Wrapped around this ‘matrix’ are two key concepts that stand in direct contrast and contradiction to the neo-liberal university. Firstly, the concept of ‘open education’ places collaboration, sharing and cooperation back into the educational mix. Through open publishing, open source software, and open educational resources and practices higher education practitioners are challenging the neo-liberal dream of a consumer driven system. The book is littered with many good examples of open education where staff and students are the co-producers working to create a ‘digitally distributed curriculum’.
The second major strand that the authors promote with some vigour is the idea of critical pedagogy which originates in the educational philosophy of Paulo Freire. Here notions of what should be studied are not solely dictated to by the job market but what is best for the full development of the student. This type of learning requires a range of educational practices and processes that puts the student at the centre of the educational process with the goal of not just creating a better learning environment but a better world. Students are encouraged to reflect and be critical on what and why they are learning and how digital tools can help them do this. This is not the type of aspirations that you usually get when reading most current commentators of learning technology in higher education!
Integrated and meshed into their conceptualisation of the digital university are other aspects of what is possible. I especially liked the chapter towards the end of the book on the ‘Academic Developer as a open provocateur’. Building on the ideas outlined in earlier chapters of the book it is argued that academic developers, not matter what their job titles are (Educational/Academic Developers, Learning technologists, etc.) can promote and disseminate the twin concepts of open education and critical pedagogy to provide a meaningful learning experience that will equip students in all aspects of their lives once they leave university.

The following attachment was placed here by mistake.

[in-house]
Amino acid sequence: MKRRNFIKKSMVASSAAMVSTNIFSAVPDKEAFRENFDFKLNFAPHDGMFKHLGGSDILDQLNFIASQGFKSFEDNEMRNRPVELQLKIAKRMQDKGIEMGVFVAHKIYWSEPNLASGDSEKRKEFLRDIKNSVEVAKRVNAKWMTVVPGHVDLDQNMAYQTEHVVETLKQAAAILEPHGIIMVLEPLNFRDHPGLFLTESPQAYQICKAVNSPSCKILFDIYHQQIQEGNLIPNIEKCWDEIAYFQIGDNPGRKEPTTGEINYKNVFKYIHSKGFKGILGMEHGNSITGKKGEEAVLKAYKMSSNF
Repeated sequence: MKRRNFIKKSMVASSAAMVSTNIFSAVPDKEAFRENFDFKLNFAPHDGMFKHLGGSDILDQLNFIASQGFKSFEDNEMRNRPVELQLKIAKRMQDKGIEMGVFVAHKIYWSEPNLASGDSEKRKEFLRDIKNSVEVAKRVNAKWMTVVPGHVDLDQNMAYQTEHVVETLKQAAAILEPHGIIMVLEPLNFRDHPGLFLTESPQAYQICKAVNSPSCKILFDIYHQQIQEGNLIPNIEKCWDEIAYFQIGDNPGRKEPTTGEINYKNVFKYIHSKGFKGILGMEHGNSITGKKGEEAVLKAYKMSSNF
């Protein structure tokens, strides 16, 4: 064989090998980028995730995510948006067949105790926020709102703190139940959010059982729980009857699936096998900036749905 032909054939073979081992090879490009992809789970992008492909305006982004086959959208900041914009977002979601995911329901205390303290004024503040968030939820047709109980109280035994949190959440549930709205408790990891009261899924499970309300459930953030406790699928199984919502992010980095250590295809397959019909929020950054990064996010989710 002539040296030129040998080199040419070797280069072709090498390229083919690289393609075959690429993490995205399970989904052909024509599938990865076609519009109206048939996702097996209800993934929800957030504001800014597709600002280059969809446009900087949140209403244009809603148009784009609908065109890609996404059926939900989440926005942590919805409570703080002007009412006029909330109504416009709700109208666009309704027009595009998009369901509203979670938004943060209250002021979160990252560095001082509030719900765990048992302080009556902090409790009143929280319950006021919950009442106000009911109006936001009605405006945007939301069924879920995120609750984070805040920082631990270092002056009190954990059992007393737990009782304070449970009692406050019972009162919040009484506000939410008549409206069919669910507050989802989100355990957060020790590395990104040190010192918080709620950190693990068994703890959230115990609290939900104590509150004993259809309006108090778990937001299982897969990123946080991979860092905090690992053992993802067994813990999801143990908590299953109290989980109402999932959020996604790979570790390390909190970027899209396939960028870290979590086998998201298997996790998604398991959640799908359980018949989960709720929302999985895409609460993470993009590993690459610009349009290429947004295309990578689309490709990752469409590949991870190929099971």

Overall this book is a refreshing breath of air because it does show there are some clear alternatives to the current trends that are happening in the university sector, in other words ‘there is an alternative’. The key ideas of the book, the ‘conceptual matrix’, the ‘digitally distributed curriculum’ and the concepts of the open education and critical pedagogy are illustrated with a variety of interesting examples. For some the variety of examples and ideas might be a bit overwhelming on first glance but they are worth pursuing and exploring in more detail. Ultimately the neo-liberal trend in our universities will probably have to be reversed by bigger forces like changes in the political ideology of governments or resistance from broader social movements but what this book does give are some clear alternatives of what we can do in the ‘here and now’ to make education a better or more worthwhile experience.
‘Conceptualising The Digital University – The intersection of policy, pedagogy and practice’ by Bill Johnson, Sheila MacNeill and Keith Smyth is available from Palgrave Macmillan publishers or from Amazon.
Chris Rowell, Academic Developer in Digitally Enhanced Learning, London South Bank University, @chri5rowell
If you enjoyed reading this article we invite you to join the Association for Learning Technology (ALT) as an individual member, and to encourage your own organisation to join ALT as an organisational or sponsoring member